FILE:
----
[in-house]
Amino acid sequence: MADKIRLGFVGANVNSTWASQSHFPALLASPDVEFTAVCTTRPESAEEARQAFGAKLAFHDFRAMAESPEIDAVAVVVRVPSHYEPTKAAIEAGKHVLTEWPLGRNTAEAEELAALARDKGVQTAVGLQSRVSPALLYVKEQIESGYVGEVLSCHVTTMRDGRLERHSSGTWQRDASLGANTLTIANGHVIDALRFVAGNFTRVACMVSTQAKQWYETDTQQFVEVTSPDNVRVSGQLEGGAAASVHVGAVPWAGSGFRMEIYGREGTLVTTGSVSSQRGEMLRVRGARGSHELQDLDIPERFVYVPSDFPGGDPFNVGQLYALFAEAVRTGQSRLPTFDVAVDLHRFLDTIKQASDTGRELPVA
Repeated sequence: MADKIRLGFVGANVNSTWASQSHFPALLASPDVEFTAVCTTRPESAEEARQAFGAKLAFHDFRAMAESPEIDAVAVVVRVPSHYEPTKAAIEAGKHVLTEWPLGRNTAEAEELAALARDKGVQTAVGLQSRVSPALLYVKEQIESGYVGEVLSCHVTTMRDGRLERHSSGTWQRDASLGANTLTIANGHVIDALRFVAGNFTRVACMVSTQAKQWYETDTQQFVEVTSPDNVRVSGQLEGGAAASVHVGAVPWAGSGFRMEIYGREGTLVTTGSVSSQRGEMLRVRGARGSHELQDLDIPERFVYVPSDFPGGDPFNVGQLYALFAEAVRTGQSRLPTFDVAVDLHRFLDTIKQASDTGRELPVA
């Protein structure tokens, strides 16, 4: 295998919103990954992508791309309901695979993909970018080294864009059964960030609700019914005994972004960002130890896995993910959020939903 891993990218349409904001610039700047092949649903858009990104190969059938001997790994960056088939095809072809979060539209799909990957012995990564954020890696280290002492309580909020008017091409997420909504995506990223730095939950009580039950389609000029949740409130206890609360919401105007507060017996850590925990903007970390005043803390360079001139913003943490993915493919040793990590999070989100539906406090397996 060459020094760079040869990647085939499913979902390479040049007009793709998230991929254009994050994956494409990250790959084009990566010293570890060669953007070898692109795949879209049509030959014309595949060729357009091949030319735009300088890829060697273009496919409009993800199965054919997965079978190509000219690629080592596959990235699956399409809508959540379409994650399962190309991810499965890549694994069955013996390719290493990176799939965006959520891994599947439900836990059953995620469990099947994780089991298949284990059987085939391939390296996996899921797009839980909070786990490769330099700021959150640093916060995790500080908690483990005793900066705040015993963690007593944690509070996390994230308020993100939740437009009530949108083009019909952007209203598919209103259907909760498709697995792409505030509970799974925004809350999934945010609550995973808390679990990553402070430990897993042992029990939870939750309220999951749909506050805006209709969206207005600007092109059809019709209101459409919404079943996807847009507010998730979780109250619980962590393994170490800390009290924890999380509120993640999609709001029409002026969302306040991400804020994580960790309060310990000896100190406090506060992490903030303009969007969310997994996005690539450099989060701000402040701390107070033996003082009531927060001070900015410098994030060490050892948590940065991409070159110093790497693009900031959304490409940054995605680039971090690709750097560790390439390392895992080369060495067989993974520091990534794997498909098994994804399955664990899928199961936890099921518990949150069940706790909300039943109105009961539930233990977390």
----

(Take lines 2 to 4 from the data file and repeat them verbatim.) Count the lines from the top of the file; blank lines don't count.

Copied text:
Amino acid sequence: MADKIRLGFVGANVNSTWASQSHFPALLASPDVEFTAVCTTRPESAEEARQAFGAKLAFHDFRAMAESPEIDAVAVVVRVPSHYEPTKAAIEAGKHVLTEWPLGRNTAEAEELAALARDKGVQTAVGLQSRVSPALLYVKEQIESGYVGEVLSCHVTTMRDGRLERHSSGTWQRDASLGANTLTIANGHVIDALRFVAGNFTRVACMVSTQAKQWYETDTQQFVEVTSPDNVRVSGQLEGGAAASVHVGAVPWAGSGFRMEIYGREGTLVTTGSVSSQRGEMLRVRGARGSHELQDLDIPERFVYVPSDFPGGDPFNVGQLYALFAEAVRTGQSRLPTFDVAVDLHRFLDTIKQASDTGRELPVA
Repeated sequence: MADKIRLGFVGANVNSTWASQSHFPALLASPDVEFTAVCTTRPESAEEARQAFGAKLAFHDFRAMAESPEIDAVAVVVRVPSHYEPTKAAIEAGKHVLTEWPLGRNTAEAEELAALARDKGVQTAVGLQSRVSPALLYVKEQIESGYVGEVLSCHVTTMRDGRLERHSSGTWQRDASLGANTLTIANGHVIDALRFVAGNFTRVACMVSTQAKQWYETDTQQFVEVTSPDNVRVSGQLEGGAAASVHVGAVPWAGSGFRMEIYGREGTLVTTGSVSSQRGEMLRVRGARGSHELQDLDIPERFVYVPSDFPGGDPFNVGQLYALFAEAVRTGQSRLPTFDVAVDLHRFLDTIKQASDTGRELPVA
């Protein structure tokens, strides 16, 4: 295998919103990954992508791309309901695979993909970018080294864009059964960030609700019914005994972004960002130890896995993910959020939903 891993990218349409904001610039700047092949649903858009990104190969059938001997790994960056088939095809072809979060539209799909990957012995990564954020890696280290002492309580909020008017091409997420909504995506990223730095939950009580039950389609000029949740409130206890609360919401105007507060017996850590925990903007970390005043803390360079001139913003943490993915493919040793990590999070989100539906406090397996 060459020094760079040869990647085939499913979902390479040049007009793709998230991929254009994050994956494409990250790959084009990566010293570890060669953007070898692109795949879209049509030959014309595949060729357009091949030319735009300088890829060697273009496919409009993800199965054919997965079978190509000219690629080592596959990235699956399409809508959540379409994650399962190309991810499965890549694994069955013996390719290493990176799939965006959520891994599947439900836990059953995620469990099947994780089991298949284990059987085939391939390296996996899921797009839980909070786990490769330099700021959150640093916060995790500080908690483990005793900066705040015993963690007593944690509070996390994230308020993100939740437009009530949108083009019909952007209203598919209103259907909760498709697995792409505030509970799974925004809350999934945010609550995973808390679990990553402070430990897993042992029990939870939750309220999951749909506050805006209709969206207005600007092109059809019709209101459409919404079943996807847009507010998730979780109250619980962590393994170490800390009290924890999380509120993640999609709001029409002026969302306040991400804020994580960790309060310990000896100190406090506060992490903030303009969007969310997994996005690539450099989060701000402040701390107070033996003082009531927060001070900015410098994030060490050892948590940065991409070159110093790497693009900031959304490409940054995605680039971090690709750097560790390439390392895992080369060495067989993974520091990534794997498909098994994804399955664990899928199961936890099921518990949150069940706790909300039943109105009961539930233990977390």